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First POST: Experiments

BY Micah L. Sifry | Tuesday, July 29 2014

Experiments

  • Lawrence Lessig's MayDayPAC is starting to roll out its "SuperPAC to defeat all the SuperPACs" strategy by spending as much as $4 million in New Hampshire and Iowa, respectively backing Republican Jim Rubens in his primary against Scott Brown and Democrat Staci Appel in an open seat race,reports Nicholas Confessore for The New York Times.

  • Pierre Omidyar posts an update on the development of his First Look Media. Most notably, he writes:
    We have definitely rethought some of our original ideas and plans. For example, rather than building one big flagship website, we’ve concluded that we will have greater positive impact if we test more ideas and grow them based on what we learn. We are unwavering in our desire to reach a mass audience, but the best way to do that may be through multiple experiments with existing digital communities rather than trying to draw a large audience to yet another omnibus site. And rather than immediately launching a large collection of digital “magazines” based on strong, expert journalists with their own followings, as we imagined earlier, we’ll begin by building out the two we’ve started and then explore adding new ones as we learn.

  • The ostensibly cross-partisan group No Labels gets lashed by Meredith Shiner in Yahoo News. Shiner writes that …"though No Labels has positioned itself as a warrior against gridlock, an internal document obtained by Yahoo News suggests the group is banking on more political dysfunction in an attempt to find 'opportunity' and relevance for itself."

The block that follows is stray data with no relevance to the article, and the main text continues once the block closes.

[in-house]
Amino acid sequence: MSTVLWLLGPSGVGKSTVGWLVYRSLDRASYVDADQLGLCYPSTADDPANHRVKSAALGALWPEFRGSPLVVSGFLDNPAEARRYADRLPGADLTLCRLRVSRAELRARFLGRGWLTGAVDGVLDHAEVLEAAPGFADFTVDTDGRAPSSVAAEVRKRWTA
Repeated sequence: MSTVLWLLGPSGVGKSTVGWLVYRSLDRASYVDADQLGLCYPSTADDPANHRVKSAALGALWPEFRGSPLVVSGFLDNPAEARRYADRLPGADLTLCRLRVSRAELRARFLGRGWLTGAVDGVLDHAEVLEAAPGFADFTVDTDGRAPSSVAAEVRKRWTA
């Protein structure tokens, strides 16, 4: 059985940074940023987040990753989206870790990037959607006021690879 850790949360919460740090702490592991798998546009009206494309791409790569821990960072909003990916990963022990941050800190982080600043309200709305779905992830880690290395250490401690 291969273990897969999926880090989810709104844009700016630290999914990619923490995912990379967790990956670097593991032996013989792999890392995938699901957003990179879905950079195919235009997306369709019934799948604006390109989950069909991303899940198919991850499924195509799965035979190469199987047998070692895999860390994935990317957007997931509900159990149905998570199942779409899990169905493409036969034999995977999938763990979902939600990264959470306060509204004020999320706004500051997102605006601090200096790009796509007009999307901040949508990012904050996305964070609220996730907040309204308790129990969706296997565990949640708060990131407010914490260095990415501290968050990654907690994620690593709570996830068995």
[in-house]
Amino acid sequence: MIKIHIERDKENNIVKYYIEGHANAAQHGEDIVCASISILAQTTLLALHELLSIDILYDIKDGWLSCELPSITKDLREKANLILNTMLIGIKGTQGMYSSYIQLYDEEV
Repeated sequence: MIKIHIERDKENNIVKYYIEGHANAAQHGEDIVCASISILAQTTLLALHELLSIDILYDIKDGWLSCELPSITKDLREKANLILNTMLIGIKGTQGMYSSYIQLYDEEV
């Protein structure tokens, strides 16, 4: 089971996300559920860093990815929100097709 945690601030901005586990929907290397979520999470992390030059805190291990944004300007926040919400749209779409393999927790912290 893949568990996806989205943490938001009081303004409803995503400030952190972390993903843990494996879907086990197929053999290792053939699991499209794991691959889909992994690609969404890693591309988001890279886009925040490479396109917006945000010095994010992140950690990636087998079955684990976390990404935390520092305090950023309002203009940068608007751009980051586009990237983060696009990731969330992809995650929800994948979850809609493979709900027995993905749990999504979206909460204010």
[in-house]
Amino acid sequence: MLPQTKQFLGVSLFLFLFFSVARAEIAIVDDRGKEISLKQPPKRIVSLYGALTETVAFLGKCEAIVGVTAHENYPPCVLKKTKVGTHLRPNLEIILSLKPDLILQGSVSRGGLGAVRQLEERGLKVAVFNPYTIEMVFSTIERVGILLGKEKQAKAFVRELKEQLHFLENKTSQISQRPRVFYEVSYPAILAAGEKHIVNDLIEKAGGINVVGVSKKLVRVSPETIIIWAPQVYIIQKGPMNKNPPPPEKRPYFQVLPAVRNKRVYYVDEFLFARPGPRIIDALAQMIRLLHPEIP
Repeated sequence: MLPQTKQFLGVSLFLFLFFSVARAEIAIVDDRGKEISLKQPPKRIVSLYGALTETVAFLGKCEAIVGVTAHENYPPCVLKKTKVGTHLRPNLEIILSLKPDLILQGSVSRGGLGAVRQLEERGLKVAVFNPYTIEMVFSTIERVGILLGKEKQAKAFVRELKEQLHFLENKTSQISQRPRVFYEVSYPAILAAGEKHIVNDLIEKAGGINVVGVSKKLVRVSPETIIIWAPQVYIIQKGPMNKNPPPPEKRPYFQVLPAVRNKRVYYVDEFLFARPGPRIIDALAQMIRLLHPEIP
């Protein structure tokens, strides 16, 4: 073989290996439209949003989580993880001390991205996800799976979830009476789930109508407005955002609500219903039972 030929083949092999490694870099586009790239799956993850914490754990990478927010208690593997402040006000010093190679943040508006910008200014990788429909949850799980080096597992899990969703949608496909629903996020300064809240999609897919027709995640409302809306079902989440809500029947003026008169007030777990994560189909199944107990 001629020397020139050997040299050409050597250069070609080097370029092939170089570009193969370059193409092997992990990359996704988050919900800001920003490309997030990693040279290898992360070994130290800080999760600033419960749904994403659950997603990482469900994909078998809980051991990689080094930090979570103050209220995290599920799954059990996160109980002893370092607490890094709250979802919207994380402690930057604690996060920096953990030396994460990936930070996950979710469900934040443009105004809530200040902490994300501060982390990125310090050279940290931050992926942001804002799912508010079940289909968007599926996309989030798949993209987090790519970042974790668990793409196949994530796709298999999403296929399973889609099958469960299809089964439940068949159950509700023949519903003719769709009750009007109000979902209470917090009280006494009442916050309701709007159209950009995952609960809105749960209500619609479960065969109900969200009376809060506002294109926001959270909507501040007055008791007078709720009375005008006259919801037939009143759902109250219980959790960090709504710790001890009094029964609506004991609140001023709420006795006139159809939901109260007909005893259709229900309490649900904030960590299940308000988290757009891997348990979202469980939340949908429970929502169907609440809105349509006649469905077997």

• Women trying to raise money for their tech start-ups face everything from sexism from VCs to outright sexual harassment, reports Issie Lapowsky for Wired.

  • Mitt Romney shares slides from his family vacation out west, on Medium.

  • Few social justice groups make online fundraising a priority, writes David Callahan of InsidePhilanthropy, delving into a new study done by Cynthia Gibson for Public Interest Projects.

  • The dating site OKCupid revealed that it, like Facebook, has conducted experiments to gauge how its users respond to the information shown to them on the site. Maybe it's the lighthearted tone that the company's CEO, Christian Rudder, took, in explaining the experiments; or maybe it's the fact that he didn't say exactly how many people were manipulated in the course of these tests (Facebook's emotional contagion tests affected 700,000), but so far there's been little backlash.

  • After spending a week in Brazil learning up close about the process by which the country's Marco Civil de Internet (landmark legislation on how the country will handle net neutrality, online freedom and privacy), researcher Kate Krontiris (and PDM friend) reports that a high level of online public engagement definitely influenced the outcome, and if anything, the successful process was itself a major victory. She writes:
    In the United States, public trust in governance is at record lows – and I have observed through recent research that Americans are barely able to even perceive the presence and resources of government in their lives, even though they benefit from it multiple times per day.  If our mechanisms for public problem-solving looked more like that of the Marco Civil, might we more meaningfully utilize our opportunities to influence policy?

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